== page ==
Graduate Students

Carlo Sica

carlo sica 2016   

How can we solve climate change and inequality at the same time? Around the world, unprecedented amounts of wealth seek profitable investment, yet wind and solar energy face steep competition for investment in fossil fuels. Along our coasts, cities plan for retreat in advance of rising seas and to prevent catastrophic warming most known fossil fuel reserves can never be burned. The state is the only institution that can marshal the legitimate organizational power to intervene in markets to prioritize the climate over profits. However, politics that avoid addressing economic inequality are no longer acceptable to the US electorate, as the 2016 election results made clear.

I analyze energy policy’s effect on workers, especially organized labor. I use historical methods because a policy solution for a clean energy transition must learn from past missteps that deepened economic inequality. As a geographer I study the effects of energy policy on regional politics and economics like how mid-20th century natural gas regulation allowed US Sunbelt capital to encroach on markets for coal from the Rustbelt. I am currently interested in deepening my investigation of natural gas in US capitalism and starting a new project on the political ecology of steel.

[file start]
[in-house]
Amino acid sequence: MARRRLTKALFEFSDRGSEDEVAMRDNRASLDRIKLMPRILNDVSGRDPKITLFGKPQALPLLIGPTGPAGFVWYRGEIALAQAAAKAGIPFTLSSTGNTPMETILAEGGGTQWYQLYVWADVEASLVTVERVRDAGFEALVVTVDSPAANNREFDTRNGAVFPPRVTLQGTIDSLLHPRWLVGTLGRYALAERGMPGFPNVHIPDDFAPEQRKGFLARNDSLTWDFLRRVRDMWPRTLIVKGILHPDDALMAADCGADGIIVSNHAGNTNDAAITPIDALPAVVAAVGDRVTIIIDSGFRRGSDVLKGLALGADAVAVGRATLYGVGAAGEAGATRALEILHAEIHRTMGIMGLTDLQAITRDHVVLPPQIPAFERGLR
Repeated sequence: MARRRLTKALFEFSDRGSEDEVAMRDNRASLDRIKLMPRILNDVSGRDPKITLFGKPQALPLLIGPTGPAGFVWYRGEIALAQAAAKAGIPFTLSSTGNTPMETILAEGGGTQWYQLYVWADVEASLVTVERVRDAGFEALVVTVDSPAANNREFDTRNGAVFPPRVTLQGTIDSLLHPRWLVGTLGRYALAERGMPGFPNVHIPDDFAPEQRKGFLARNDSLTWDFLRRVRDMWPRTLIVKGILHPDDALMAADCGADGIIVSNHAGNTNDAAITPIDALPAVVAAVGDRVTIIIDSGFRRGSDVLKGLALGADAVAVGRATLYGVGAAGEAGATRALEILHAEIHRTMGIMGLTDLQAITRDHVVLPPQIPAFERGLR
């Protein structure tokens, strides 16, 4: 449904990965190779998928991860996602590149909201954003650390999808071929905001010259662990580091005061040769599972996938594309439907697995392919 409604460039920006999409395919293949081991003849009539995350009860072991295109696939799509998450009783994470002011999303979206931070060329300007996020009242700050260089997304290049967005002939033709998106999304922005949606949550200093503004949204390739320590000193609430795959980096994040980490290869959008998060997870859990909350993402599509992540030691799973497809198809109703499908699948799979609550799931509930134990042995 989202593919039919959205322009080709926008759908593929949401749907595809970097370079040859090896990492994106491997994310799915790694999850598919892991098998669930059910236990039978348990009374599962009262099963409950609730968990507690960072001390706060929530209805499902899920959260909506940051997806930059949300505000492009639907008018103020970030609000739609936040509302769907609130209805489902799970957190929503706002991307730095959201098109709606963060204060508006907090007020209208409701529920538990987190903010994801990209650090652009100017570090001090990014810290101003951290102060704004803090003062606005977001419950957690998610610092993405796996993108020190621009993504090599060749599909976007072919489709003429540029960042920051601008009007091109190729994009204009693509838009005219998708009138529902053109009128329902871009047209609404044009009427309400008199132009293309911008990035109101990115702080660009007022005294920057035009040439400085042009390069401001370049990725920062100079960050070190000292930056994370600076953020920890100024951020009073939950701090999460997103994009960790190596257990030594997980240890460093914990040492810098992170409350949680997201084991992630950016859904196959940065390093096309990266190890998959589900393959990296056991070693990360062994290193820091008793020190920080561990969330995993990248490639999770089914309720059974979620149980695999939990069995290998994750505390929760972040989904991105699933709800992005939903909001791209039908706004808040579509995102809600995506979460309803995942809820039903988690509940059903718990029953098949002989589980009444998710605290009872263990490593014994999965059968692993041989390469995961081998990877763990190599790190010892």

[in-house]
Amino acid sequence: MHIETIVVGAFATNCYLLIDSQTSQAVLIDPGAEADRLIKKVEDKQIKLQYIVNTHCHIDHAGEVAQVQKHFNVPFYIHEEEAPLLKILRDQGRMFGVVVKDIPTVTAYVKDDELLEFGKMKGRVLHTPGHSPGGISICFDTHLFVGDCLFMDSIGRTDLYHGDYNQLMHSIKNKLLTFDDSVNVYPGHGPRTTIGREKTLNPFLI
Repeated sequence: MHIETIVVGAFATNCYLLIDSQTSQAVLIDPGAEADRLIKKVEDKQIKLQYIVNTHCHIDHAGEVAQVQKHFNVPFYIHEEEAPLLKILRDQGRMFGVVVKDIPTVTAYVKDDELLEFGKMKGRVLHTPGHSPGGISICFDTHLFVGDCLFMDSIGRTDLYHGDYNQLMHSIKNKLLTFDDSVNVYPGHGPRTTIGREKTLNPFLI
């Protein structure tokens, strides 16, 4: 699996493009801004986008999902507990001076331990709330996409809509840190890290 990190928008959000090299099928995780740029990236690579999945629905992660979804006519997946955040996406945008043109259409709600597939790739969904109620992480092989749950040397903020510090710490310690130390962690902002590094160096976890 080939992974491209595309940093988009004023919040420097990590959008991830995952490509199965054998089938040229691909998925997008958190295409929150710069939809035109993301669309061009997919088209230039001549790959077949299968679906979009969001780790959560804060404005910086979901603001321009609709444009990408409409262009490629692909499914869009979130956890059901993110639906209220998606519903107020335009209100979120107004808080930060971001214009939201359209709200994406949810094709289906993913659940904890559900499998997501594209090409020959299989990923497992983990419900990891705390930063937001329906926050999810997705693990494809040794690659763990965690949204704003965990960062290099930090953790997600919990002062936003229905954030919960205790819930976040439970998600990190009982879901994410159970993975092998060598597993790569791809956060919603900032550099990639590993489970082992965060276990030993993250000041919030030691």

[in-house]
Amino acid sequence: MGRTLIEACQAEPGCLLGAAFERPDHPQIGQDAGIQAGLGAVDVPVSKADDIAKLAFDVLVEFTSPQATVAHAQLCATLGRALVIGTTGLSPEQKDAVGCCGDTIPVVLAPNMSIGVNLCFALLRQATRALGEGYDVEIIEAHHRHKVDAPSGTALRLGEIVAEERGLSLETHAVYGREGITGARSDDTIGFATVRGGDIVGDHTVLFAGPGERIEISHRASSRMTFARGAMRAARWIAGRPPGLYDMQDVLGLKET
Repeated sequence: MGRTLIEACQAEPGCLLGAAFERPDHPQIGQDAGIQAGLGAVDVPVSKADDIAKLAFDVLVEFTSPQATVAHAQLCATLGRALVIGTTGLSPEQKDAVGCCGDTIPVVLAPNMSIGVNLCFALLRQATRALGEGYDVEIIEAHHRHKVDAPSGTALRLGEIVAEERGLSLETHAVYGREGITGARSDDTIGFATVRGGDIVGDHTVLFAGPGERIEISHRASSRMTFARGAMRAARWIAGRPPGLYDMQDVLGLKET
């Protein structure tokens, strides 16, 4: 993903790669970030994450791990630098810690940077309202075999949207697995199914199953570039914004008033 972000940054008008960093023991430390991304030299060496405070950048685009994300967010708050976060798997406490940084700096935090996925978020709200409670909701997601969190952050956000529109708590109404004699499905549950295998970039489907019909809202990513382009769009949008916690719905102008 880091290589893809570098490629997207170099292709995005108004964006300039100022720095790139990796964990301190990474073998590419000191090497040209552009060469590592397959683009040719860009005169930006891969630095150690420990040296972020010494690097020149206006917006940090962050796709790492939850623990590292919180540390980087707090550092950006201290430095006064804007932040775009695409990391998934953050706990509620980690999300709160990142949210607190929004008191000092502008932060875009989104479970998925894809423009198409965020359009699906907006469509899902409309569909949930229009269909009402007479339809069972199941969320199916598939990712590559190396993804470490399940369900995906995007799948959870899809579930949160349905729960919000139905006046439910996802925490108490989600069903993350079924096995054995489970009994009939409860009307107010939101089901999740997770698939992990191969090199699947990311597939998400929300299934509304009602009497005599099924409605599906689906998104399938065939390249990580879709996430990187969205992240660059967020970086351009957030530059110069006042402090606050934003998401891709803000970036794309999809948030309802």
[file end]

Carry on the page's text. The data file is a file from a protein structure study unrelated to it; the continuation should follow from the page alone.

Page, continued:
My goals in teaching are to inform and incite critical thinking about nature-society relations.

Interests: resource, critical, historical, and energy geographies

Adviser: Matthew T. Huber

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